We’re Not The Gospel

be-the-gospel

Present-day evangelicals like the famous quote by Saint Francis of Assisi: “Preach the Gospel at all times; when necessary, use words.” Sadly,  I first heard this quote from the pulpit of a church I attended. Sadder still, the pastor quoted it several times, encouraging us to practice “friendship evangelism.” Looking back, I have to wonder why an evangelical, at least one that (as a pastor) presumably had enough theological training to understand the distinctives of Protestant doctrine, would  quote a Catholic mystic.

If you think seriously about it, the quote has absolutely no Scriptural basis! It sounds very nice, I agree, but it implies that our conduct, in and of itself, can lead another person to saving faith in the Lord Jesus Christ. Speaking as a sinner, I certainly know that my day-to-day life won’t save anyone! I must use words, and specifically the Word of God, to proclaim the Gospel, directing people away from me and to the risen Savior. As the apostle Paul wrote:

For I delivered to you as of first importance what I also received: that Christ died for our sins in accordance with the Scriptures, that he was buried, that he was raised on the third day in accordance with the Scriptures, ~~1 Corinthians 15:1 (ESV)

Now, ladies, how can simply living a holy lifestyle, without ever mentioning Christ’s death, burial and resurrection possibly communicate the Gospel to anyone?

Our behavior can, and definitely should, adorn the Gospel. Long-time readers of this blog know how adamantly I believe that Christians must lead lives that demonstrate obedience to the Lord. Titus 2:11-14 makes it  clear that a true reception of God’s grace leads to a lifestyle of repentance and obedience. But our personal integrity, despite its critical importance,  can only communicate the deception that human morality gains God’s approval…unless we accompany that behavior by verbalizing the Gospel.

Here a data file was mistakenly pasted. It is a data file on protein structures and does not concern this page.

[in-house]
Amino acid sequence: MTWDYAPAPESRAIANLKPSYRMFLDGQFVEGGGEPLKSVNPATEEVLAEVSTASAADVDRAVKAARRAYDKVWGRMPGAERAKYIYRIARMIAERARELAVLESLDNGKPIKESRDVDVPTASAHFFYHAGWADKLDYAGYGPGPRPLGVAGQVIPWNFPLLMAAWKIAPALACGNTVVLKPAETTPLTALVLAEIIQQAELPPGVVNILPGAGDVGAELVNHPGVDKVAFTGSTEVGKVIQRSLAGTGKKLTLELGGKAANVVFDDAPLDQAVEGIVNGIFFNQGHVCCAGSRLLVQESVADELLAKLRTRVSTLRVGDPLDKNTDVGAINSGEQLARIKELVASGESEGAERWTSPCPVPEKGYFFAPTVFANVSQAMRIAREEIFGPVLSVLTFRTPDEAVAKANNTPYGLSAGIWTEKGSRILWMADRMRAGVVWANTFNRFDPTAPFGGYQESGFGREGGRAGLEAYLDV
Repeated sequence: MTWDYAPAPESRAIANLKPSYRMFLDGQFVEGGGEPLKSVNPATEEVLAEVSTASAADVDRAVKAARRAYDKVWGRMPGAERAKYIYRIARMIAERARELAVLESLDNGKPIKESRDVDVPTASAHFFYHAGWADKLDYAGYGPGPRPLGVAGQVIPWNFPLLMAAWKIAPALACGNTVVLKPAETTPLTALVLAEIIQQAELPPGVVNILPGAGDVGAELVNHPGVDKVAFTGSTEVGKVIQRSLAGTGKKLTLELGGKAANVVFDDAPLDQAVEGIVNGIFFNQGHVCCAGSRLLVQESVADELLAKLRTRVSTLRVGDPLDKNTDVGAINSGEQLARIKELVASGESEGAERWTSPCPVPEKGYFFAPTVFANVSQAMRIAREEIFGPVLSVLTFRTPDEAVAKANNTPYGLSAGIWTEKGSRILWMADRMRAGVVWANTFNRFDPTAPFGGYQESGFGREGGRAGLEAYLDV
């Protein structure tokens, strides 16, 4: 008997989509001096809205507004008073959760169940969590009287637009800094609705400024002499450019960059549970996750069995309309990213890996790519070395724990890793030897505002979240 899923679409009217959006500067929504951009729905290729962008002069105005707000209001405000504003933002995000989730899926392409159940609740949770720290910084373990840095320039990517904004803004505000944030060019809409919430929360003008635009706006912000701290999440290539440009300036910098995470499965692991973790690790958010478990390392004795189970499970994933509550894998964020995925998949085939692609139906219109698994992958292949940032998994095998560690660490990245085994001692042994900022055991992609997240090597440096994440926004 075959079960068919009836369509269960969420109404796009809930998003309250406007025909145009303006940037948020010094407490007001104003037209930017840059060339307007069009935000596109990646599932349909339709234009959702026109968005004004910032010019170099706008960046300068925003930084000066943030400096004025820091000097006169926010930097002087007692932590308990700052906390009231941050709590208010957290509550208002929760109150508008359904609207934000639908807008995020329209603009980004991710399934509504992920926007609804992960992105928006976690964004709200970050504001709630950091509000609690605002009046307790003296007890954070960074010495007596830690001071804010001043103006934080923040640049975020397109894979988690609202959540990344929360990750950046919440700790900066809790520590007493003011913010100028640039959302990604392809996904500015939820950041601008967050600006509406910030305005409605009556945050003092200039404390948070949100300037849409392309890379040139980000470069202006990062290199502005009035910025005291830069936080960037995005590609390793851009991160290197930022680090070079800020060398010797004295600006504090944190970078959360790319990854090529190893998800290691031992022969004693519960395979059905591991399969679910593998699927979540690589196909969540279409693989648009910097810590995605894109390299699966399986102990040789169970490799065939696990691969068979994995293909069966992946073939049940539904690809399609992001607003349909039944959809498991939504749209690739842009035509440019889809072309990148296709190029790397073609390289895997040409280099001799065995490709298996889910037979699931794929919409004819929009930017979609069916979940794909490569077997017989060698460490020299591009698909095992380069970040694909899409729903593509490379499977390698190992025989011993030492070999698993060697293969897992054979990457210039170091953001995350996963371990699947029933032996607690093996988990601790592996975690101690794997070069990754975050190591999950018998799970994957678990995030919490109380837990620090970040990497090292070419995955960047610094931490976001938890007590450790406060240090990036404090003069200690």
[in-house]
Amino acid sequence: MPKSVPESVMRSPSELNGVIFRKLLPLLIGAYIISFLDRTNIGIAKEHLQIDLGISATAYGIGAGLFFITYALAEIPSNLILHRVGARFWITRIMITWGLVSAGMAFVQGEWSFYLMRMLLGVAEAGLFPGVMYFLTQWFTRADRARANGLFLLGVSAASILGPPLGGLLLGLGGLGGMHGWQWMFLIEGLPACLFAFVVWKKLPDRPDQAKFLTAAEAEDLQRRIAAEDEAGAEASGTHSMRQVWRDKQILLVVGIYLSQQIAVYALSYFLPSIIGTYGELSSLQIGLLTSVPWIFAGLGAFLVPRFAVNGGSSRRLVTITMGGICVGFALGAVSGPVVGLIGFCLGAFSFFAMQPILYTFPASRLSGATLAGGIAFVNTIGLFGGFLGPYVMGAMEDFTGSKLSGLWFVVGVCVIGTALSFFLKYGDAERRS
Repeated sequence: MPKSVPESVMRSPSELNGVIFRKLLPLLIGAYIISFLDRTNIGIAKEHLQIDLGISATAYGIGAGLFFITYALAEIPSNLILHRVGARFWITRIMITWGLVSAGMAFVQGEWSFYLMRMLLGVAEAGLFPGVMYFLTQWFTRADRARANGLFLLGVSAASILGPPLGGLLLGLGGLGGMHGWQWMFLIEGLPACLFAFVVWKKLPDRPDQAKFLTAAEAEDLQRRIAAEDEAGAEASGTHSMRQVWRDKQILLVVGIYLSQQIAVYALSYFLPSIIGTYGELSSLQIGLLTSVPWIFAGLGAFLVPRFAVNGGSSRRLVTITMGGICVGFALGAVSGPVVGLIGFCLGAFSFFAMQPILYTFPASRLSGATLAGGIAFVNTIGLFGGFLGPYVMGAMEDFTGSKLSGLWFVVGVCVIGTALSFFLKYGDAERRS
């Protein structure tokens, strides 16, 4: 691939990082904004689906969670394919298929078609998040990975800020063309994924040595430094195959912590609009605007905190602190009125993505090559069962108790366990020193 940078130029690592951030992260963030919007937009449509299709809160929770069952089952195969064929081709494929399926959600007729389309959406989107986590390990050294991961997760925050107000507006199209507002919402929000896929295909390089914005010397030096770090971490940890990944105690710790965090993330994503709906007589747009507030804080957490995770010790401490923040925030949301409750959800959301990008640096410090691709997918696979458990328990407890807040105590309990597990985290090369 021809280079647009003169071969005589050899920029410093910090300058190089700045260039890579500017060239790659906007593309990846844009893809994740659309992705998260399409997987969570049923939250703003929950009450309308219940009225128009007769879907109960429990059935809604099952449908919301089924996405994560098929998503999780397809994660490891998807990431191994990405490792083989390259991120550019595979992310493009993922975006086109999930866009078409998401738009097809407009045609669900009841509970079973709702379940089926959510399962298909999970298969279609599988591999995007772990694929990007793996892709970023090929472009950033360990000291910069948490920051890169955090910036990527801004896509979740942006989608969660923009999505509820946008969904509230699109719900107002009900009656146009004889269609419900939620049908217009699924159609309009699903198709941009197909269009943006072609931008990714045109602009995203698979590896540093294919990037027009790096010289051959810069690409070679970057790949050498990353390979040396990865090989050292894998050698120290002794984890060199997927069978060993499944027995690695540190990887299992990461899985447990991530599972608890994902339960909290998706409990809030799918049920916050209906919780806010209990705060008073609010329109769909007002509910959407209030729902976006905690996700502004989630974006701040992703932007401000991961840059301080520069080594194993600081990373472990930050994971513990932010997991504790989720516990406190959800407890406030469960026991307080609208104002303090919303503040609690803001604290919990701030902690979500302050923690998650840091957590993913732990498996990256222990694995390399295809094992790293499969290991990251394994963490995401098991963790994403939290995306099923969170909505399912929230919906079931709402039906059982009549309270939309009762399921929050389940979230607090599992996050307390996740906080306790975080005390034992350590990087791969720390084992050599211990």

People must hear that all have sinned, and no amount of moral reform can atone for our transgressions. They need to hear that Christ shed His blood on the cross to appease God’s righteous wrath, and that the Father raised Him from the dead as  evidence that He accepted His sacrifice. They need to be told that only by trusting His finished work on the cross can they escape eternity in hell. Our behavior, in and of itself, not only fails to communicate that message, but could even potentially send the false message that we can earn salvation by how we live. And that, dear readers, would be the worst possible message.

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